Something quite startling happened at the Keepmoat last weekend – and it was not Rovers suffering a third straight defeat.
It was the reaction to the loss to Exeter City which was rather shocking.
Yes, the defeat had continued a disappointing decline from Rovers, one which has in all likelihood cost them the opportunity to win a league title which they have long seemed to have an iron grip upon.
But a hostile reaction laid bare a disappointing lack of perspective.
Fans departed in their droves following Exeter’s late third goal. A minority remained for what became a rather embarrassing customary end of season lap of honour.
Putting it bluntly, it felt like 12 months ago. When Rovers were relegated.
That Rovers no longer had the title in their hands after four months of doing so was incredibly disappointing. Take a look at Darren Ferguson’s post-match press debrief if you need any evidence of that.
But it really should not be so disappointing that it eclipses everything which Rovers have achieved this season.
They have been promoted, not relegated. And, regardless of everything else, they should be celebrated for that.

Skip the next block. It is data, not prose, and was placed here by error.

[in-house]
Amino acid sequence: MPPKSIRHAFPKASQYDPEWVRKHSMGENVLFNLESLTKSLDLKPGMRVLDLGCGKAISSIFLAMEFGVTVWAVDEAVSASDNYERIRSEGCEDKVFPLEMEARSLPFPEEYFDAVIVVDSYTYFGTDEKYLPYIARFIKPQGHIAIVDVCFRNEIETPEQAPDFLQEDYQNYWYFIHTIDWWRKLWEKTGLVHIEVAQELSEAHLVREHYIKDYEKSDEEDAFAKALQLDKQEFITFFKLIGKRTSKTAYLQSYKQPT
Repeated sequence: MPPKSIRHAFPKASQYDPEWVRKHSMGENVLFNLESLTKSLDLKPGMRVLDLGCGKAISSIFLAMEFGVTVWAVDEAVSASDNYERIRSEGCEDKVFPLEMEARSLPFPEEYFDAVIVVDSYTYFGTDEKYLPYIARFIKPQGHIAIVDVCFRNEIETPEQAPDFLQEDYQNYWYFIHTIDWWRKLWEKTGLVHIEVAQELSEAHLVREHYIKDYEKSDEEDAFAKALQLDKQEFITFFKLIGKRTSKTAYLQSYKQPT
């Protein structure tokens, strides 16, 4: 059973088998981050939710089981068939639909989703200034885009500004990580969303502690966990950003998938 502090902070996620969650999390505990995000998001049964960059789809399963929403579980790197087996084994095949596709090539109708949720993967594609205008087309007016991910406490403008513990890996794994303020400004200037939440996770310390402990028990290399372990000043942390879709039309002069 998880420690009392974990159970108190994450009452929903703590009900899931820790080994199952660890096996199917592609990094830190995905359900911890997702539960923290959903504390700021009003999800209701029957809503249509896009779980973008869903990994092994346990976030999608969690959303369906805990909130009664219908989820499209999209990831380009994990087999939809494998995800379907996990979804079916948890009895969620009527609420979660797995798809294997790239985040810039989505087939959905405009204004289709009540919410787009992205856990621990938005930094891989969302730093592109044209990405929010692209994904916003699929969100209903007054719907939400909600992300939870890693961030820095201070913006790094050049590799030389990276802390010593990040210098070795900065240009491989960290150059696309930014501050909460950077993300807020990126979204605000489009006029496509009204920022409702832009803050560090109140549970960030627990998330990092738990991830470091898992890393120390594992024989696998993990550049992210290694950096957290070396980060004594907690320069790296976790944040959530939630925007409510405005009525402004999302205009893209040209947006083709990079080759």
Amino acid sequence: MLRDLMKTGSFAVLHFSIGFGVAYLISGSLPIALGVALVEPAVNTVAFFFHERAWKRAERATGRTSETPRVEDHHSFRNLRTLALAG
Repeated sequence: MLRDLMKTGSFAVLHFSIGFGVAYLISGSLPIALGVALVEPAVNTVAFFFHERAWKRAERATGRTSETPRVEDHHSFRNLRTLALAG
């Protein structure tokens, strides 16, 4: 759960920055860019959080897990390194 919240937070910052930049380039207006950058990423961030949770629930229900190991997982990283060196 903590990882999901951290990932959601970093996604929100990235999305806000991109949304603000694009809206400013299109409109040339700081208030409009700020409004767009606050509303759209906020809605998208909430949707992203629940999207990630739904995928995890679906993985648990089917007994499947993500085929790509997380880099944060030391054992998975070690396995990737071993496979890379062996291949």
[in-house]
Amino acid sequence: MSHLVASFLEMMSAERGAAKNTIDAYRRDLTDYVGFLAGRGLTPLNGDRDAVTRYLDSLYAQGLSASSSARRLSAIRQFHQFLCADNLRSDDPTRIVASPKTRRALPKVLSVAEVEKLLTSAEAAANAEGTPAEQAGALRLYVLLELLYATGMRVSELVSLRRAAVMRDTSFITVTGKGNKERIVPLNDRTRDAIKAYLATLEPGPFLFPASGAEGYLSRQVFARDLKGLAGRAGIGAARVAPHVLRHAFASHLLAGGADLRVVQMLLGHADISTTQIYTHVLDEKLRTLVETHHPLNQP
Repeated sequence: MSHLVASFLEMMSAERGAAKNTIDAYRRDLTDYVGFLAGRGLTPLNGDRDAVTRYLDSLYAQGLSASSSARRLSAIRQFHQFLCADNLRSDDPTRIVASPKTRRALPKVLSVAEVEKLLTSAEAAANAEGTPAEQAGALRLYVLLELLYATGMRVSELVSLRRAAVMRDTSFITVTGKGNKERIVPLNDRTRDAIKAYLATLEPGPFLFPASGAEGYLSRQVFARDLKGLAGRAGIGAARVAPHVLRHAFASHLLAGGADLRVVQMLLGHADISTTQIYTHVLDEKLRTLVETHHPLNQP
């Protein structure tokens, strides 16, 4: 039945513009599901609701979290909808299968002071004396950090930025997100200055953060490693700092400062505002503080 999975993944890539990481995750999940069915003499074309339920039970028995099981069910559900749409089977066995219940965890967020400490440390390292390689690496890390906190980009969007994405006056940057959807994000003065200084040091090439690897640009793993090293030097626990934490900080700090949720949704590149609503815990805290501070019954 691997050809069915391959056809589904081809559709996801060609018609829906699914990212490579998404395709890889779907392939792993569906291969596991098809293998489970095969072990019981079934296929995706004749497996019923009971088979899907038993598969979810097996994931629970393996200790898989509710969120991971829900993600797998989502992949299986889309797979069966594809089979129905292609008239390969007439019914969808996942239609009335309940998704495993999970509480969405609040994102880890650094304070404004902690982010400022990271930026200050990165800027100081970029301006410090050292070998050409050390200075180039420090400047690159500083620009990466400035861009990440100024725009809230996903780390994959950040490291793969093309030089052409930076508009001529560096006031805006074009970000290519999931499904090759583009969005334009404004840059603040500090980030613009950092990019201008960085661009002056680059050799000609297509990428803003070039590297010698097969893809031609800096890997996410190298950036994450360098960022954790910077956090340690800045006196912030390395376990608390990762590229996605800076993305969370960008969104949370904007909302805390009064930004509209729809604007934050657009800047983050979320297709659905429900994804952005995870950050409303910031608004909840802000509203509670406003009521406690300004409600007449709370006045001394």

They have bounced back from an unthinkable relegation at the first attempt. Only five of the last 41 clubs to have been relegated have done that.
Ferguson and his squad have battled through horrendous injury problems all season. Not only have they coped, they’ve thrived.
They’ve dealt with the pressure of being the big dog in the division with such little fuss, it has been at times frightening.
Rovers dominated League Two for eight of the nine months of the season.
They have consistently played the best football in the division. And consistently the best football Rovers as a club have played since Sean O’Driscoll was in charge.
They have out-scored every other team by at least 11 goals. Five players have reached double figures. John Marquis is the division’s joint-top scorer heading into the final game.
All of this is why in next week’s Free Press, title or no title, we will dedicate 16 pages to celebrating Rovers’ promotion.
Emotions were raw last week. That was clear and, in some ways, understandable.
But it is ludicrous to remember the 2016/17 season for the four games Rovers have played since winning promotion.
Yes they have let slip a great opportunity to be crowned champions but the ultimate goal has been achieved – and in some style.
Seasons like this do not come around very often and they should be appreciated and cherished.
So whatever happens this weekend in Hartlepool and Grimsby, make sure you show your thanks for what you have been privileged to watch this season.